What if one day you discovered that the world wasn’t quite what it seemed?
On an average morning in Tokyo, a giant red spaceship appears in the sky, possibly threatening the lives of everyone there. Fortunately for humanity, a massive robot appears, and drives back the attackers in a spectacular airborne battle. All this is witnessed by middle school student Hajime Murata, but he and the rest of the city decide not to let it bother them. Instead, Hajime goes to class, hangs out with friends, and attends school council meetings.
Hajime later meets the new student in class, Misamaru, who dresses and acts differently from everyone else. It’s not long before Misamaru’s strangeness rubs the student council president the wrong way, and the two of them head up to the roof for a fight. When Hajime runs up there to stop them, he doesn’t see any fists flying. Instead, the two rivals are battling by unleashing amazing psychic powers against each other. Hajime wonders about this, but instead hangs out with his family, and then has a friendly dinner with Misamaru and his sister.
Meanwhile, more giant robots battles are raging above the city, a masked stranger has started following Hajime, and there are more student council meetings that must be attended.
Right from the start, a viewer can pick out a significant flaw in the first few episodes of Shingu. There’s just no balance here. It’s as if the creators are only throwing in robot and alien fight scenes because they have to, when all they really want to do is make a teen comedy/drama about the inner workings of student government. The fantasy parts of the story are introduced, and then hurriedly rushed into the background in favor of more middle school sitcom plots. It is possible to strike that delicate balance between sci-fi and teen melodrama, as seen in Buffy the Vampire Slayer or Lee and Ditko’s early work on The Amazing Spider-Man. But in this case, the balance is way off.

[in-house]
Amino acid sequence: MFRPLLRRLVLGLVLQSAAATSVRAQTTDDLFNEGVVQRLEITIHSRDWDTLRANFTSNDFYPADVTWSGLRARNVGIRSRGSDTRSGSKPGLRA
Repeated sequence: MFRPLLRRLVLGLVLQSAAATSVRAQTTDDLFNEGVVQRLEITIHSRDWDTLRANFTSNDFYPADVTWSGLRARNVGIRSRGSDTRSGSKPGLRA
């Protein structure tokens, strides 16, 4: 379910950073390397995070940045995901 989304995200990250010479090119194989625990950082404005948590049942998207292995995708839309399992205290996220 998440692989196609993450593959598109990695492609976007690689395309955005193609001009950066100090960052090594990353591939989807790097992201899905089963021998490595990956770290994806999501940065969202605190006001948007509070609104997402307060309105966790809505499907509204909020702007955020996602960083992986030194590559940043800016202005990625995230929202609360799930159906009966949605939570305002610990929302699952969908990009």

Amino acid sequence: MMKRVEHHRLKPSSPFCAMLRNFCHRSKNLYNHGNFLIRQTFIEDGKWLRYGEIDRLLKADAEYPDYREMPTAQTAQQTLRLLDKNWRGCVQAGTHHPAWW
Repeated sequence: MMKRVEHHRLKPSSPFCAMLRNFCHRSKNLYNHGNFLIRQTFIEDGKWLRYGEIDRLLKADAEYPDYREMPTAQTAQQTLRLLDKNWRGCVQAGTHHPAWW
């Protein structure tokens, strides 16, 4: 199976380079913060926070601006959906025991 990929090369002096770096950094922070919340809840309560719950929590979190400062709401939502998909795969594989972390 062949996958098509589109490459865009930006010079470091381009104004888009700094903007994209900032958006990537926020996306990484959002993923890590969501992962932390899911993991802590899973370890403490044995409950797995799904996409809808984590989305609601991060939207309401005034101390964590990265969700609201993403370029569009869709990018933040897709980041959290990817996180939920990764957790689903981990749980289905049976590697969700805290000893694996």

That being said, it might be too early to dismiss Shingu as a series from this start. As the five episodes on this disc progress, more and more is revealed, showing a bigger picture at work. Even more telling are several hints dropped throughout the early episodes that not all is what it appears. Strangers seem to watch Hajime wherever he goes. One invading alien disappears into a hole in the sky, with an odd red background on the other side. Are all these hints to a larger mythology, which will be paid off in later episodes, or is it just random weirdness? Considering that the writers and directors here consist of several anime veterans, we can speculate that this volume is mostly setting up more exciting adventures to follow. In that sense, this disc comes across as little more than a tease.
Again, with several pedigreed talents at the drawing board, the animation is sharp and fluid, and the disc’s picture quality shows no flaws. The 2.0 audio is adequate, but not as bombastic as it could be during the action scenes. Extras here include character bios, a line art gallery featuring black-and-white drawings of the main characters, and production notes in both English and Japanese. The 12-page booklet is better than most, with explanations of Japanese cultural references seen in the series, a few comic strips, and, somewhat strangely, the complete floor plan to Hajime’s school.
This opening volume of Shingu is an intriguing but unfulfilling first chapter to a larger story. As a stand-alone work, it is a disappointment. The question now is: Will future volumes help to improve the series or further imbalance it?